1. At times, the sessions/segment recording is directly embodied into the Master Sound Recording, skipping the Track step – it’s depends on how the producer (and team) prefer to go about it. Ultimately (and regardless of the steps followed), it is the confluence of these underlying sound recordings, arrived at by combining and synchronizing these various Tracks and/or session recordings, that we enjoy when listening to the Master Sound Recording. It is basically several sound recordings within a sound recording, on a level only matched by the movie Inception and the dream-within-a-dream-within-a-dream that Christopher Nolan tried depicting therein. To wax eloquent a bit further, the Master Sound Recording can be deemed a layered mosaic of sound recordings.
  1. Both the processes described above, though factually distinct, boil down to the ‘same difference’ in terms of the law as it stands today, particularly in light of the judgment of the Hon’ble Delhi High Court in Neha Bhasin vs. Anand Raj Anand[3] [2006 SCC OnLine Del 440]. Without getting into the merits of the judgment or even analyzing it in context of the 2012 amendments to the Act, this article proceeds by accepting the observation therein that “every performance is live in the first instance, whether it is before an audience or is in a studio” and proceeds on that basis. Thus, regardless of the factual divergence presented by the song creation processes described above (i.e. whether the Tabla Track is created in the manner stated within paragraph 5 hereinabove or by combining segment recordings as stated in paragraph 6), the presentations by Bickram Ghosh as can be heard on the Tabla Track or the unitary segment recordings used to create the Tabla Track are all being treated as ‘performances’ within the meaning of Sec. 2(q) of the Act for the purpose of this article. Further, for the purpose of my analysis in this article, let’s assume that performers retain their rights under Sec. 38A of the Act in relation to their respective ‘performances’ – it is the reach of these rights that I’m mainly looking to analyze in this article.
  1. Lastly, I’m assuming that each of the performers has granted Anoushka Shankar the rights under Sec. 14(e) of the Act in relation to their respective Tracks.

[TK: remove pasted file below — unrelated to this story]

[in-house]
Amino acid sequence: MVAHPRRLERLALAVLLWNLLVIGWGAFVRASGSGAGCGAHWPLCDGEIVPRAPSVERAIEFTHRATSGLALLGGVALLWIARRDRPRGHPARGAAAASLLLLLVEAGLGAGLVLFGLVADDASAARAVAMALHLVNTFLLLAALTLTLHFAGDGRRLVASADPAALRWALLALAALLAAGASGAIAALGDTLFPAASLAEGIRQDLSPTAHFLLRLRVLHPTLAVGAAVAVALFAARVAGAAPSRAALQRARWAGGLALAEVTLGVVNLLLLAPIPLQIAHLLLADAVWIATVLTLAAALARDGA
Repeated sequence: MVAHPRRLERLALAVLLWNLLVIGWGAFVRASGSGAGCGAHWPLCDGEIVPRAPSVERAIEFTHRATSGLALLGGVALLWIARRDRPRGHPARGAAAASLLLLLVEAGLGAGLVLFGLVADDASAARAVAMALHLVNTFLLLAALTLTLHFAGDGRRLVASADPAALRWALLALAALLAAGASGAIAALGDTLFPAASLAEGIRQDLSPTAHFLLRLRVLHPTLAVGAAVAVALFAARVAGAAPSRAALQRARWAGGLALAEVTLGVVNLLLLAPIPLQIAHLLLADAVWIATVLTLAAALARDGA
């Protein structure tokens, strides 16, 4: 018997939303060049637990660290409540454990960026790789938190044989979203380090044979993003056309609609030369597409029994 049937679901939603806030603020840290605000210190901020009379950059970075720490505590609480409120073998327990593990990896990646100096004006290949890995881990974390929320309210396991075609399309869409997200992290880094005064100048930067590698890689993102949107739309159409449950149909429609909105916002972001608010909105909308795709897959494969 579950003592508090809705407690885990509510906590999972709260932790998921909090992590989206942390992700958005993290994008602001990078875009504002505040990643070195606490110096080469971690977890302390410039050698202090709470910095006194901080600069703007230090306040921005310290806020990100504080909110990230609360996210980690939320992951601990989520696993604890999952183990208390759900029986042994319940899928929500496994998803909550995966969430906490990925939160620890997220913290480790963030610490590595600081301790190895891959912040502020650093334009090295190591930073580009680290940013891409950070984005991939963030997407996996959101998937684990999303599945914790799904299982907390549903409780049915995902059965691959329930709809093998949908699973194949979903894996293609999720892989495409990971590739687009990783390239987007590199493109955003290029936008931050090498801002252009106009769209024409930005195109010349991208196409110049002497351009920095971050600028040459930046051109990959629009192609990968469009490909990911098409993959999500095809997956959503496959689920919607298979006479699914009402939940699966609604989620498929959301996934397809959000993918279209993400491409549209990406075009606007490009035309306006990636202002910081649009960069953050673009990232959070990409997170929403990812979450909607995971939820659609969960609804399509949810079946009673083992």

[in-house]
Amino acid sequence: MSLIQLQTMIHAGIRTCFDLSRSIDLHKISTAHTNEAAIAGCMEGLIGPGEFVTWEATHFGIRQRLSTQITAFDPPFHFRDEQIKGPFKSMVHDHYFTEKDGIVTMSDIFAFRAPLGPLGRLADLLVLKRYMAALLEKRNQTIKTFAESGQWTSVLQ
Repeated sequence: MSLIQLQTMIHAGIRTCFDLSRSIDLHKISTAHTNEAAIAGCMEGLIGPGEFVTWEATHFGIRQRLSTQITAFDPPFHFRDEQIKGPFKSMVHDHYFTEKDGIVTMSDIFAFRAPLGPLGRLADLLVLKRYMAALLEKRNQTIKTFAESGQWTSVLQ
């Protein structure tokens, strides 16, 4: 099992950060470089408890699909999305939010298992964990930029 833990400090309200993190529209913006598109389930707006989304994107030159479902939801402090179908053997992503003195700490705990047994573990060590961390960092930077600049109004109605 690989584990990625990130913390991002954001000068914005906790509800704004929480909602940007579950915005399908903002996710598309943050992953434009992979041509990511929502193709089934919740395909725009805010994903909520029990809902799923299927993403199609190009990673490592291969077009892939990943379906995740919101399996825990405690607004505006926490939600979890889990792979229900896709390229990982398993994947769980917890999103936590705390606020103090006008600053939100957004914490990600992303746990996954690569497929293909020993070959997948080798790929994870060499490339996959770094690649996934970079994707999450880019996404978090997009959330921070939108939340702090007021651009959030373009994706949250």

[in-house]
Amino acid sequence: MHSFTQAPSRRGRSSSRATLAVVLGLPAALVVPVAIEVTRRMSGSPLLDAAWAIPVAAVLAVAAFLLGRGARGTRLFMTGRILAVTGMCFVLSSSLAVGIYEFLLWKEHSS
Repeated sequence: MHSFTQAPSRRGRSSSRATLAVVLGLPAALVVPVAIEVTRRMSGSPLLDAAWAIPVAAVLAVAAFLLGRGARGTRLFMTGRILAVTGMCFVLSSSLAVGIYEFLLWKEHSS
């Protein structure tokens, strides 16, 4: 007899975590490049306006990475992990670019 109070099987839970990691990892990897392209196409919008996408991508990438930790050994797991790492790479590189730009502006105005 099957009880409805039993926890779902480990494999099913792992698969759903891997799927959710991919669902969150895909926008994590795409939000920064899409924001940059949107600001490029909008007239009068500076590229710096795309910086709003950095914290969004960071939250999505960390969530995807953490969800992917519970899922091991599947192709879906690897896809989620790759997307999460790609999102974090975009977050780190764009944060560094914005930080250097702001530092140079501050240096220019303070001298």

1. To be clear, the scenarios above are in contradistinction to a scenario where the musicians performed ‘live’ i.e. they all came online and performed the song you hear on the Master Sound Recording at the same time, playing their respective parts i.e. musical notes or in unison or ‘in concert’ for their audience to view/hear it (digitally) as and when they play each note. This would be similar to a performance or even an interview on Instagram Live, Facebook Live and Youtube Live that you are enjoying as and when it happens, as opposed to a recording of such interview/performance that you may enjoy on these very platforms minutes, months or years after they have actually taken place – the latter relates to recordings of the performance as opposed to the performance itself. To take another example, assume 3-4 of your colleagues decided to burst into song during those dreaded Zoom calls that COVID-19 and the related lockdowns have forced upon us all. If you’re lucky (or unlucky) enough to be on that call, you view/hear their performance live. Anyone you can convince to join the call while the acapella assault continues, also gets to view/hear the said performance live. However, once your colleagues are done performing, the only way you get to share their brilliance with others is by way of that video/audio clip you sneakily managed to record of them while they were singing. These would most definitely fall within the scope of Sec. 2(q) of the Act. To reiterate, this article assumes that the Master Sound Recording is not a sound recording capturing the aural element of such a performance (i.e. of the nature described in this paragraph) and is created through either of the processes mentioned in paragraphs 5, 6 and 7 above. This distinction is necessary to point out, as the question of whether ‘performances’ such as those captured within the Master Sound Recording and even the Tabla Track, Veena Track etc. mentioned in paragraphs 5, 6 and 7 fall within the scope of “performance” as defined in Sec. 2(q) of the Act is currently sub-judice before the Hon’ble High Court of Delhi and in my personal view, those ‘performances’ fall outside the scope of Sec. 2(q) of the Act. However, this is again a moot distinction in context of this article as mentioned in paragraph 8 hereinabove, wherein I’ve stated that I’m assuming and proceeding on the basis that the Master Sound Recording, Tabla Track, Veena Track etc. contain performances that fall within the scope of Sec. 2(q) of the Act.